Empower Your Video Production Team to Create Double the Content in Half the Time

Published on in Advice / Tips & Tricks

Over the last decade, video content collaboration has undergone massive changes, thanks in large part to shifts in how, when, and where we work. Previously, most video production team members saw each other daily. They enjoyed impromptu project reviews and remained relatively on the same creative page. Though miscommunications still happened, issues could be identified and resolved rather quickly because everyone was in one room.

Today, remote working has changed the geographic parameters for colleagues, so video production teams are just as likely to be physically scattered as they are to be unified under one roof. At the same time, the demand for video has risen exponentially, and there are more channels than ever to present it on. The 2018 Video in Business Benchmark Report shows that businesses post 33 videos every month. Eighty-six percent use video on their websites, while 77 percent use it on social media.

That means creative video teams are under pressure to turn out higher volumes of work — often with the same amount of resources. In this new reality, disparate teams are pushed to their creative limits. In order to create more content on the same budget and with the same amount of teammates, they need to update their methods of communication.

Make the Right Decision When Choosing Collaboration Tools

Thankfully, remote and in-person video production groups don’t have to see poor collaboration as an unavoidable side effect of modern post-production. Emerging software can recreate a tight, effective collaborative environment so everyone contributes, feels valued, and remains aligned. However, it’s absolutely critical to choose the right software for your team to ensure strong compliance and exceptional results.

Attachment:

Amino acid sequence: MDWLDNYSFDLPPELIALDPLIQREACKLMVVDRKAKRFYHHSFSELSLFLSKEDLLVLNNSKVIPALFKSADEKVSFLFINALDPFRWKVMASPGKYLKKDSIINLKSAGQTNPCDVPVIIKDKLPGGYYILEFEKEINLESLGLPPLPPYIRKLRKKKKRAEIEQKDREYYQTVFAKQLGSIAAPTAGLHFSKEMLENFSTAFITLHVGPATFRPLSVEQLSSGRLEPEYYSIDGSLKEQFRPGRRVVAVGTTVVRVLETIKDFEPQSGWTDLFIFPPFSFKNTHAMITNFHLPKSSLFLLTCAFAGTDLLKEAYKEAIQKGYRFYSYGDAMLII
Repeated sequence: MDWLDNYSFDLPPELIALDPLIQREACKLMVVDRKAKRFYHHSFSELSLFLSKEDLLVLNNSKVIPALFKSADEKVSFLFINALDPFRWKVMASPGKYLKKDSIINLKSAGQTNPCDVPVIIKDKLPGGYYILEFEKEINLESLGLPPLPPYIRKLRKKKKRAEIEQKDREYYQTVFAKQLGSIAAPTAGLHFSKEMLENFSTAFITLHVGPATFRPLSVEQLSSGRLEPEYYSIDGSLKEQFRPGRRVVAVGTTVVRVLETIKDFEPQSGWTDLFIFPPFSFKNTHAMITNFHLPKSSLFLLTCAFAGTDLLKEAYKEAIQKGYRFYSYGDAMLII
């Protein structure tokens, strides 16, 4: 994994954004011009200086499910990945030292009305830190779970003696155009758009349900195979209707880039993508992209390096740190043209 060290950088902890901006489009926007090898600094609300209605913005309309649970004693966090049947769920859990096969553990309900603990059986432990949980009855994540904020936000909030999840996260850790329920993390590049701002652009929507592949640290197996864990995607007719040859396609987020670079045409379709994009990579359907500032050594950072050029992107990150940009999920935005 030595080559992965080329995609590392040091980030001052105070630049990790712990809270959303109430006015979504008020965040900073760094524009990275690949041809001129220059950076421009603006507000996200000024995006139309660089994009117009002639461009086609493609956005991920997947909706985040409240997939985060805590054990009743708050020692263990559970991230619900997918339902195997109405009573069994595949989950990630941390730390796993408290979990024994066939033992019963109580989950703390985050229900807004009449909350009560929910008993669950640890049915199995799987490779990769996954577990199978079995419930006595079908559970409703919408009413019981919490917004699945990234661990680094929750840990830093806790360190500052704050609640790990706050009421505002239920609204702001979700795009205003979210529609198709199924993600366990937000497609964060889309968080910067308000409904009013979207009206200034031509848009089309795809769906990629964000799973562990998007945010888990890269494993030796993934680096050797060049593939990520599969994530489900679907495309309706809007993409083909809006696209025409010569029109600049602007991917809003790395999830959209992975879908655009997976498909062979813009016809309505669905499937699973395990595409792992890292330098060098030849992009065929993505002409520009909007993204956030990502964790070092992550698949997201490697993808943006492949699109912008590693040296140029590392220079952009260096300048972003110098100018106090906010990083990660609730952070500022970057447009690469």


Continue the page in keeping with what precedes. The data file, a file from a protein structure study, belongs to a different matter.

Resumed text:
Ultimately, complicated software is unusable software — and the costs of untouched software add up. After tracking data on 129 U.S. organizations for four years, one study calculated that the organizations had wasted a combined $30 billion on unused software over that time period.

The sign of a good video collaboration tool is simple: People can use it. So when evaluating software options, run demos among stakeholders — both internal and external — to see if everyone adopts it.

For example, ask five to 10 individuals of varying skill sets and management levels to review a sample project within the workflow tool. Then, see how many responses you get. If you hear crickets, it’s probably not a good app. If individuals do respond but do so outside the app, that’s another signal indicating the system isn’t easy enough to use.

Beyond usability, you want your software option to shorten the most time-consuming parts of the post-production process, and often, that’s the review stage. To check that box, have primary users demo the software from a team workflow perspective.

Editors, producers, creators, etc. love getting in the zone when they’re editing, and because teams might be spread across the country or world, it’s not uncommon for them to relay feedback via familiar communication channels such as email. However, it can be difficult to keep track of past versions and make sense of disparate feedback when it’s floating around in long, complicated email threads.

Your video collaboration software should eliminate the need for back-and-forth email communication and help you accelerate workflow, lower costs, and, ultimately, create more high-quality content in less time. During the demo, ensure the tool can house all questions, feedback, and iterations in one easily accessible spot. The best collaboration occurs when everyone is open and transparent, so specifically, evaluate the review processes that are built into the system.

Finally, ensure your video collaboration software has customizable notification settings. This way, people don’t have to log in to the software or sit in on a meeting every time they want to know the status of a specific project.

The only way to devise, test and launch innovative, creative ideas is for video team members to act in concert — whether they share a desk or live on opposite ends of the world. The right collaboration software solution will help foster dialogue in real time, so make sure you take the time to evaluate new technology so you can make the right decision for your team.

Rollo Wenlock is CEO and co-founder of Wipster, a video feedback and collaboration platform that enables companies to create and deliver better video, faster.

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